The People Who Make Melville Happen: <b>Simon Reichley</b> The People Who Make Melville Happen: Simon Reichley

Today, we’re proud to unveil the first post in The People Who Make Melville Happen, a series of interviews with the staffers of various departments that keep our indie ship watertight.Read more »

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“Provides useful, vigorously reported overviews of Mr. Trump’s life and career … Mr. Johnston, who has followed the real estate impresario for nearly three decades, offers a searing indictment of his business practices and creative accounting.” Michiko Kakutani, The New York Times, on The Making of Donald Trump

“David Cay Johnston has given us this year’s must-read Trump book.” —Lawrence O’Donnell, MSNBC’s The Last Word

“Fiercely brilliant, must-read…Doyle has dug deeply into the garbage that the media peddles about women…Doyle’s book moves the needle.”—Elle on Trainwreck

“A ruthlessly funny, smart, and relentlessly on-point takedown of modern misogyny….Doyle’s debut book places her on the A-list of contemporary feminist writers.”Publishers Weekly starred review of Trainwreck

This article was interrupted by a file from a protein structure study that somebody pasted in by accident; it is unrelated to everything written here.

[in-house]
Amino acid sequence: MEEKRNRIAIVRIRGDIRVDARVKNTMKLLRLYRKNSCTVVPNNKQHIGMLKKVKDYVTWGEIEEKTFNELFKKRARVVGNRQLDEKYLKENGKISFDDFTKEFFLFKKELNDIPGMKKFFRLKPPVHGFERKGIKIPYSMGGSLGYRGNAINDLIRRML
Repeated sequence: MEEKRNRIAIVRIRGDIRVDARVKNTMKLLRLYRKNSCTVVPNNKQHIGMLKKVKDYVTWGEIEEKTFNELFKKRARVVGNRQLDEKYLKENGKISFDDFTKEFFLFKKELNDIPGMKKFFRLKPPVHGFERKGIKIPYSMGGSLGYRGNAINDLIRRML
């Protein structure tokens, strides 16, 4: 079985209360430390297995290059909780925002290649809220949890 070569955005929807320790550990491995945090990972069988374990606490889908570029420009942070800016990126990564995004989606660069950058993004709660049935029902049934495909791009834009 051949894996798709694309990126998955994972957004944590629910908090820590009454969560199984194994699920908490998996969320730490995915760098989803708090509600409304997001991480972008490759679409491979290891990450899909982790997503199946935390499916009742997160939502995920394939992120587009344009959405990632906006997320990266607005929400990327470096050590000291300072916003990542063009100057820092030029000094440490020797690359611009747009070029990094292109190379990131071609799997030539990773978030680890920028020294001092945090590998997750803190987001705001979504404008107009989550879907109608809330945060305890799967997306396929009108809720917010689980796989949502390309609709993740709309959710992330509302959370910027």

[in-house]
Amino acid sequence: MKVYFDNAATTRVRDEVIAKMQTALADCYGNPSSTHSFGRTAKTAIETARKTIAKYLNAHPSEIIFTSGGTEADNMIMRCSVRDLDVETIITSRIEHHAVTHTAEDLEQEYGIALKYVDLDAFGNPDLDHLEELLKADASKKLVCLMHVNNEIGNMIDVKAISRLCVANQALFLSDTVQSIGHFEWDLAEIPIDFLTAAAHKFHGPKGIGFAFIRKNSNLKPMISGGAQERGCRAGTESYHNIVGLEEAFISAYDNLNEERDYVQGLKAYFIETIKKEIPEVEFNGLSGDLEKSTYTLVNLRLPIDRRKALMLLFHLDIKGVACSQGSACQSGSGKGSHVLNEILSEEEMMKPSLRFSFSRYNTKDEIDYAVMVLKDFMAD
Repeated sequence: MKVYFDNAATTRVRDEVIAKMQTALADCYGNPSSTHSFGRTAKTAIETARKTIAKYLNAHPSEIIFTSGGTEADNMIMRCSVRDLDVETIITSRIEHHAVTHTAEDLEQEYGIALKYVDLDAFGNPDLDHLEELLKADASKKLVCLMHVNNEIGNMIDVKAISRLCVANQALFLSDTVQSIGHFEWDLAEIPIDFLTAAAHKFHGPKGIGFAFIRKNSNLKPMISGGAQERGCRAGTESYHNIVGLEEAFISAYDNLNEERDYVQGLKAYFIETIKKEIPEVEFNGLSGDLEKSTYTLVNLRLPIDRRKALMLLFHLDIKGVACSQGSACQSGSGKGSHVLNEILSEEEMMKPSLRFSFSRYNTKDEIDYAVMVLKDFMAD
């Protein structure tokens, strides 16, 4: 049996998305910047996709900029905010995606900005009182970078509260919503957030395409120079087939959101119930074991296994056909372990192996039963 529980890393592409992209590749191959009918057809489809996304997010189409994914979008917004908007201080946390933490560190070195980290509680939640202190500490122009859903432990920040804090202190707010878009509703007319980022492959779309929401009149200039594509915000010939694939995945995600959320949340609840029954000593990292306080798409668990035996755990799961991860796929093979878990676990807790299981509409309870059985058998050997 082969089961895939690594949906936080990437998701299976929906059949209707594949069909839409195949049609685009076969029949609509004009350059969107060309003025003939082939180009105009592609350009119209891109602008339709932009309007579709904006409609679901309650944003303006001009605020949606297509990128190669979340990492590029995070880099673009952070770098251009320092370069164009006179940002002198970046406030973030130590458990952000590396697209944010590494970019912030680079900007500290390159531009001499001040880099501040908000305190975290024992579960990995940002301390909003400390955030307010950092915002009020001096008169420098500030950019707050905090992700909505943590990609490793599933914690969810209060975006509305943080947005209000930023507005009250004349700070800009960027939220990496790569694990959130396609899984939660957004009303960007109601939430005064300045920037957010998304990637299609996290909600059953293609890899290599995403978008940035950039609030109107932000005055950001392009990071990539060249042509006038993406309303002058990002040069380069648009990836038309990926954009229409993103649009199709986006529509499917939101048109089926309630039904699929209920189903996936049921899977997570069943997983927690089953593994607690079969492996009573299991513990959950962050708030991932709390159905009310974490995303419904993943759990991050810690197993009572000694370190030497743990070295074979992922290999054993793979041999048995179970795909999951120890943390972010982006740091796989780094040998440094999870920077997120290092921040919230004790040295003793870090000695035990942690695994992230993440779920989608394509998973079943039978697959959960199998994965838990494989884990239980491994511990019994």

“Doyle shows the way women in general have been, and very often still are, tried for their very womanness, devoured for their flaws, and respected only once they’ve been reduced to smoldering ash. High-speed and immediately readable, Doyle’s poignant take on the concept of the trainwreck, and its relation to feminism, will provoke much thought and discussion.”Booklist starred review of Trainwreck

“A quiet masterpiece. Combines the primal, raw, archetypal vision of José Saramago with the apocalyptic sweep of Cormac McCarthy … Wieringa’s prose is lucid as cut glass, his images stark, his landscape desolate and otherworldly at the same time that it is contemporary. His unalloyed depiction of emigration will reverberate keenly in a Europe facing ever growing numbers of exiles, evacuees, escapees of war. It will reverberate, as well, in a United States muddled by its own border policies…A magnum opus from a leading young writer takes on the meaning of exile, identity, faith, and the limits of endurance.”—Kirkus Reviews starred review of These Are the Names

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